Digging into Question Three

Confused about Question 3? That makes about 3 million of us.

Even among the politically informed, what may result from the passing of Question 3 seems unclear.

Is it the right or wrong thing to do?

Big money

Both the For and Against campaigns are spending big money to get you on their side.

So far this year, the No on Question 3 PAC — known as the Coalition to Defeat Question 3 — has raised over $63.1 million.

All but $12,000 of that sum came from NV Energy, according to the Contributions and Expenditures reports filed with the Secretary of State.

The group supporting the ballot question, “Nevadans for Affordable, Clean Energy Choices,” this year raised $32.9 million — $22 million of which came from Las Vegas Sands Corp.

Sands owner Sheldon Adelson had considered leaving NV Energy, as other large casinos have done, but decided not to pay the $23.9 million exit fee asked by the monopoly utility.

Adelson’s net worth as of 2018 was estimated at $35 billion, while that of Warren Buffet — owner of Berkshire Hathaway, which purchased NV Energy in 2013 —was, two years ago, put at $87 billion.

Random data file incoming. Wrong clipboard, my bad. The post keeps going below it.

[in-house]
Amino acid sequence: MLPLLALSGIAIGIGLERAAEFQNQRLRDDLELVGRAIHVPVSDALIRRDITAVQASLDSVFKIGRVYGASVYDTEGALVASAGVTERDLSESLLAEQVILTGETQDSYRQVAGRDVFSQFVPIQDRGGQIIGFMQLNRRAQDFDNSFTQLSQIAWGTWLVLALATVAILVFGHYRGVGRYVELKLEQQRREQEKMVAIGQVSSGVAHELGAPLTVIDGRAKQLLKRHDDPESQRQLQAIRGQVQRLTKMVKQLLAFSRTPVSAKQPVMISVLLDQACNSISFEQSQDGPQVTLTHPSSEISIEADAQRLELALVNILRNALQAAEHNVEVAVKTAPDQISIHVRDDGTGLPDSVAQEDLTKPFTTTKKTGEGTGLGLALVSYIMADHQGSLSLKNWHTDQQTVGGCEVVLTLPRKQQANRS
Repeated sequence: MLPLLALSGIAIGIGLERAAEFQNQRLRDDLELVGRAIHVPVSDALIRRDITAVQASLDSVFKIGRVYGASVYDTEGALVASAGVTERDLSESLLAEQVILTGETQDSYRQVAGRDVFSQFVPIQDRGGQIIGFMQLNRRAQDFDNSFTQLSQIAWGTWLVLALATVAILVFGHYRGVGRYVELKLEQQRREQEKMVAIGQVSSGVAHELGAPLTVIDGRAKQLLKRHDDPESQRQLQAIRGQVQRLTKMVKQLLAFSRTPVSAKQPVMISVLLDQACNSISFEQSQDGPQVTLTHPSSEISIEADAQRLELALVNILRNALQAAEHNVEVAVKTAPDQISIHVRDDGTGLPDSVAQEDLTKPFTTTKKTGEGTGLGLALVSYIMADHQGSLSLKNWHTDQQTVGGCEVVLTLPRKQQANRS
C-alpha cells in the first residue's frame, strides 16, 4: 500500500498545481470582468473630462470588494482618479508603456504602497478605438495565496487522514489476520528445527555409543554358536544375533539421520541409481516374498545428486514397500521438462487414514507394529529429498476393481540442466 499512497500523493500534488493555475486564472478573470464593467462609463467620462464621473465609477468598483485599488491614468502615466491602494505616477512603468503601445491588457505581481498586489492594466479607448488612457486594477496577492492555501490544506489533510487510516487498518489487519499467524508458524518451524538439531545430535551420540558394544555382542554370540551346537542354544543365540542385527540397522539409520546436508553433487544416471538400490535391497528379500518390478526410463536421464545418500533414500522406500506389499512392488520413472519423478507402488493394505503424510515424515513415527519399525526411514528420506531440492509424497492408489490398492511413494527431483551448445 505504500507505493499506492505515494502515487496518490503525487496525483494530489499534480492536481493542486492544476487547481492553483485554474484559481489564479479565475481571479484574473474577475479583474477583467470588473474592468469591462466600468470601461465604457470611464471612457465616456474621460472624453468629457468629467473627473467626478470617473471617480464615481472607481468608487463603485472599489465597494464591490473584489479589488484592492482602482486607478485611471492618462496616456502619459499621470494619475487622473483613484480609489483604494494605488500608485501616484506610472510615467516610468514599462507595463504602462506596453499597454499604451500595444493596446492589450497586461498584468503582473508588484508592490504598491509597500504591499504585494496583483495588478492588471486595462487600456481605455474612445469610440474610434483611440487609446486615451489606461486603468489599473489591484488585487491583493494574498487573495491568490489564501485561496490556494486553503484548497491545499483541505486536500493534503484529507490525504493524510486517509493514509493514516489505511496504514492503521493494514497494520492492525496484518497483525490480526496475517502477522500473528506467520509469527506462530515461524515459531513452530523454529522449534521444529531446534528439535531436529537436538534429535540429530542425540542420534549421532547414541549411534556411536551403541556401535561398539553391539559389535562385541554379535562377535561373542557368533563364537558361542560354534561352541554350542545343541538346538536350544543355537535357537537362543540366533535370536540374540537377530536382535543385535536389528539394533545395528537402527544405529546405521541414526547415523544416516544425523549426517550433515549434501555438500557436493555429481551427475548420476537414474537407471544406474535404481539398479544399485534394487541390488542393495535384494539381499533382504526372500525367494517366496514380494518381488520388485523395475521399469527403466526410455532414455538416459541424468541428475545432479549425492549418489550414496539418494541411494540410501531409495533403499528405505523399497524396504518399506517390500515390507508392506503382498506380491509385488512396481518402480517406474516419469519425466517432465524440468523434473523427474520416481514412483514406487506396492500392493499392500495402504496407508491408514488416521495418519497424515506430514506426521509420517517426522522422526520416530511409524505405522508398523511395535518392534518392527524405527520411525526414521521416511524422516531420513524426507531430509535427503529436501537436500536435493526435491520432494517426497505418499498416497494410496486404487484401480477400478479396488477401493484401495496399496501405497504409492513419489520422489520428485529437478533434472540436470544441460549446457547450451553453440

Arguments Pro & Con

Those in opposition have claimed that the passage of this measure will result in higher energy costs and rolling black- or brown-outs. They have also claimed that this is not the sort of thing that should be in a constitution, and that putting it there would cement the results for several years due to the process by which the state constitution can be amended.

Devlin Daneshforouz, outreach director at the Coalition to Defeat Question 3 and a former staffer at the Democratic National Committee, as well as a project manager for former Senate Democratic Leader Harry Reid, asserts that the proposed amendment is just too vague, and that passing it would be too risky for Nevadans.

Proponents, on the other hand — such as Sam Castor, executive vice president and deputy general counsel for policy at Switch, Ltd. — deny such claims.

Castor freely admits that we don’t know exactly what will happen if the ballot measure passes — other than that we will then have more work to do: crafting legislation to establish a well-functioning and competitive energy market.